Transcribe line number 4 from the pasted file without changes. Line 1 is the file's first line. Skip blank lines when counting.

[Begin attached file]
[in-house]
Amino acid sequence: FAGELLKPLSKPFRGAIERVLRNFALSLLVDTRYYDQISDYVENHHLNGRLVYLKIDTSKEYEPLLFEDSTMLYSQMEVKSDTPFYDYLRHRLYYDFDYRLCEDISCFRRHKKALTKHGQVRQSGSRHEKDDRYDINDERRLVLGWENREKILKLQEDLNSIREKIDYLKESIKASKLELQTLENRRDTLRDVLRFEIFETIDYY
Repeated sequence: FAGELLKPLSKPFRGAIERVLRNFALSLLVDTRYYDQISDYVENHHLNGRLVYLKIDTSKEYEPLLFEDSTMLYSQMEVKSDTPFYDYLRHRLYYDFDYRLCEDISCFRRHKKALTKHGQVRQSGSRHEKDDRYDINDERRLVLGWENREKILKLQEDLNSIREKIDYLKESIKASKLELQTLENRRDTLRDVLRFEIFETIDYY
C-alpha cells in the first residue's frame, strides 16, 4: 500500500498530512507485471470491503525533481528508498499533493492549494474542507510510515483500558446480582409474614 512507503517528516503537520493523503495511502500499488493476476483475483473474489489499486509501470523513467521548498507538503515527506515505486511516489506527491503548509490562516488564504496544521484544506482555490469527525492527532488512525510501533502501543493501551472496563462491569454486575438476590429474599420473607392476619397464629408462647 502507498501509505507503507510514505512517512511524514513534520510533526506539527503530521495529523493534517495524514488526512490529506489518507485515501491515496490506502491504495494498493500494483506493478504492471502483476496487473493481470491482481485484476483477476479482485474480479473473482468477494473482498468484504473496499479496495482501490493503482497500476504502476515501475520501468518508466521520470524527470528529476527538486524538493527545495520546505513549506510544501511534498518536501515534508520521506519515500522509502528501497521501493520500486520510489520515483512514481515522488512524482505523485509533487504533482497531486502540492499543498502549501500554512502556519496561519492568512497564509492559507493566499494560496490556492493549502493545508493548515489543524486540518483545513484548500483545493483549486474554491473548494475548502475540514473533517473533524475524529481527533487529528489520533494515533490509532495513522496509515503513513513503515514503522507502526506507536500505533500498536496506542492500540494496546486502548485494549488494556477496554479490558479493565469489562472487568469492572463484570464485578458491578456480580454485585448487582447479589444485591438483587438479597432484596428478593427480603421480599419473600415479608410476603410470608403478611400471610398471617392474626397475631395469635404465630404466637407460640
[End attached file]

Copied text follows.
C-alpha cells in the first residue's frame, strides 16, 4: 500500500498530512507485471470491503525533481528508498499533493492549494474542507510510515483500558446480582409474614 512507503517528516503537520493523503495511502500499488493476476483475483473474489489499486509501470523513467521548498507538503515527506515505486511516489506527491503548509490562516488564504496544521484544506482555490469527525492527532488512525510501533502501543493501551472496563462491569454486575438476590429474599420473607392476619397464629408462647 502507498501509505507503507510514505512517512511524514513534520510533526506539527503530521495529523493534517495524514488526512490529506489518507485515501491515496490506502491504495494498493500494483506493478504492471502483476496487473493481470491482481485484476483477476479482485474480479473473482468477494473482498468484504473496499479496495482501490493503482497500476504502476515501475520501468518508466521520470524527470528529476527538486524538493527545495520546505513549506510544501511534498518536501515534508520521506519515500522509502528501497521501493520500486520510489520515483512514481515522488512524482505523485509533487504533482497531486502540492499543498502549501500554512502556519496561519492568512497564509492559507493566499494560496490556492493549502493545508493548515489543524486540518483545513484548500483545493483549486474554491473548494475548502475540514473533517473533524475524529481527533487529528489520533494515533490509532495513522496509515503513513513503515514503522507502526506507536500505533500498536496506542492500540494496546486502548485494549488494556477496554479490558479493565469489562472487568469492572463484570464485578458491578456480580454485585448487582447479589444485591438483587438479597432484596428478593427480603421480599419473600415479608410476603410470608403478611400471610398471617392474626397475631395469635404465630404466637407460640